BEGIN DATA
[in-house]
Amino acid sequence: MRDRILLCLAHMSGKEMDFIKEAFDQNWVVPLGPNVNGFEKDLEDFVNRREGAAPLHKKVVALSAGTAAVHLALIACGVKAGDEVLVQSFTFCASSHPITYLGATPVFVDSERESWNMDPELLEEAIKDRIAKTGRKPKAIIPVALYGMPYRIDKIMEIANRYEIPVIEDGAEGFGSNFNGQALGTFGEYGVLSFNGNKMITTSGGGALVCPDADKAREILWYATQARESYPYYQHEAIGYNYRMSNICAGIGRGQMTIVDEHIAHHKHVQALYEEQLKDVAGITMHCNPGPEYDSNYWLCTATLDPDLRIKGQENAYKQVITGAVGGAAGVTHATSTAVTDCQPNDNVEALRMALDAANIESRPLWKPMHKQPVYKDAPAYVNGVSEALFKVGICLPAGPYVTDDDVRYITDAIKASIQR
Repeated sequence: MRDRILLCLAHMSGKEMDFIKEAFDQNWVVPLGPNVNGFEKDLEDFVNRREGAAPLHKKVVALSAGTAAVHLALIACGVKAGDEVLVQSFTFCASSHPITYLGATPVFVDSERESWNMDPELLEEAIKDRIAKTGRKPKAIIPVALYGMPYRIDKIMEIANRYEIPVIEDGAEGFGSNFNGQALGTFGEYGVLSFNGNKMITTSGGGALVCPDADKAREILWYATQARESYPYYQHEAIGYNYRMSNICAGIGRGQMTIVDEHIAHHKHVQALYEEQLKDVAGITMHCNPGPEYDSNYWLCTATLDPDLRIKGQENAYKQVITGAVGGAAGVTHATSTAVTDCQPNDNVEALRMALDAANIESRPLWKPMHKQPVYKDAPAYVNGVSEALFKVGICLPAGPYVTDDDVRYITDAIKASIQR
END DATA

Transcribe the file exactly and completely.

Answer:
[in-house]
Amino acid sequence: MRDRILLCLAHMSGKEMDFIKEAFDQNWVVPLGPNVNGFEKDLEDFVNRREGAAPLHKKVVALSAGTAAVHLALIACGVKAGDEVLVQSFTFCASSHPITYLGATPVFVDSERESWNMDPELLEEAIKDRIAKTGRKPKAIIPVALYGMPYRIDKIMEIANRYEIPVIEDGAEGFGSNFNGQALGTFGEYGVLSFNGNKMITTSGGGALVCPDADKAREILWYATQARESYPYYQHEAIGYNYRMSNICAGIGRGQMTIVDEHIAHHKHVQALYEEQLKDVAGITMHCNPGPEYDSNYWLCTATLDPDLRIKGQENAYKQVITGAVGGAAGVTHATSTAVTDCQPNDNVEALRMALDAANIESRPLWKPMHKQPVYKDAPAYVNGVSEALFKVGICLPAGPYVTDDDVRYITDAIKASIQR
Repeated sequence: MRDRILLCLAHMSGKEMDFIKEAFDQNWVVPLGPNVNGFEKDLEDFVNRREGAAPLHKKVVALSAGTAAVHLALIACGVKAGDEVLVQSFTFCASSHPITYLGATPVFVDSERESWNMDPELLEEAIKDRIAKTGRKPKAIIPVALYGMPYRIDKIMEIANRYEIPVIEDGAEGFGSNFNGQALGTFGEYGVLSFNGNKMITTSGGGALVCPDADKAREILWYATQARESYPYYQHEAIGYNYRMSNICAGIGRGQMTIVDEHIAHHKHVQALYEEQLKDVAGITMHCNPGPEYDSNYWLCTATLDPDLRIKGQENAYKQVITGAVGGAAGVTHATSTAVTDCQPNDNVEALRMALDAANIESRPLWKPMHKQPVYKDAPAYVNGVSEALFKVGICLPAGPYVTDDDVRYITDAIKASIQR